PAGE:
Can you separate the artist from the art?

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Actions speak louder than words, but what does that mean for those infamous musical artists who have as many musical achievements as legal allegations held against them? 

American singer-songwriter Chris Brown, alone, has been accused and arrested for allegations of felony assault, violation of probation, sexual assault and rape. 

Despite these claims made against him, the 30-year-old is a Grammy Award winner and has earned almost 50 award nominations; so what does this say about the rest of society? Are we as atrocious as the artists to whom we listen for supporting such crude behavior? Or can we separate the artist from the art?  

Being one of the most controversial celebrities, right up there with Bobby Brown and Michael Jackson, Robert Kelly, famously known as R. Kelly, has created an uprise against himself. With charges of rape, sexual abuse, kidnapping, pedophilia and child pornography, Kelly has been under major scrutiny for years. 

With movements bringing light to sexual abuse, like #MeToo and #MuteRKelly, Kelly’s music took a strong hit–but not as hard as one would expect. 

Prior to the January release of a six-part documentary revealing victim encounters with Kelly, his music streams increased by 116 percent. On Jan. 2, a day before its release, Kelly’s streams jumped from 1.9 million streams to 4.3 million.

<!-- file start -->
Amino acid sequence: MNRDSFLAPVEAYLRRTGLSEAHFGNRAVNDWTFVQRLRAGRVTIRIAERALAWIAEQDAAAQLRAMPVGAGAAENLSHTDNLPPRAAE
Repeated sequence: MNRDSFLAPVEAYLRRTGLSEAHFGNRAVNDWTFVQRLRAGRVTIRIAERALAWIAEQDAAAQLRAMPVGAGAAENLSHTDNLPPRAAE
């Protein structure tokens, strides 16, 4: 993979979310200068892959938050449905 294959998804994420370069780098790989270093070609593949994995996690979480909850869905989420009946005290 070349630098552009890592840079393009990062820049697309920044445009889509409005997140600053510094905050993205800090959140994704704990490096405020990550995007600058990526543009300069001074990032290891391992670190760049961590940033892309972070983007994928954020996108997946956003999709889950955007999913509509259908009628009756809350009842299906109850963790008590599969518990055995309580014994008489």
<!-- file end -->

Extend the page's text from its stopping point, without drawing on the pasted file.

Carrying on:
Kelly’s supporters have been more resolute than, especially back in early August, when he was on trial in Brooklyn for kidnapping, forced labor, fraud and sexual exploitation. Wearing shirts with sayings like, “Free R. Kelly” and “Unmute R. Kelly,” Kelly’s supporters were outside protesting the trial and proclaiming his innocence.  

“It’s a bunch of nonsense,” an R. Kelly supporter said. “Why would he need to hold somebody? He’s a good looking man; he’s got sex appeal. I’m pretty sure they all wanted to be with him. If I would have met him when I was a teenager, I would want to be with him.” 

Kelly, himself, is one of the fortunate stories showcasing the rags to riches lifestyle–when he grew up poor but found success through his struggles. Despite the allegations, Kelly’s story can be a light to others and their own inspiration for the fulfillment of the American dream. 

Hit songs like, “I Believe I Can Fly” and “The World’s Greatest,” show how life’s hurdles can be seen as a revelation to many. 

Listening to the music of these artists do no harm; however, it is when we start adopting the toxic habits of these musicians that it becomes harmful. The harm occurs when we are blinded by all of their amazing achievements and allow them to condone their unjustifiable actions.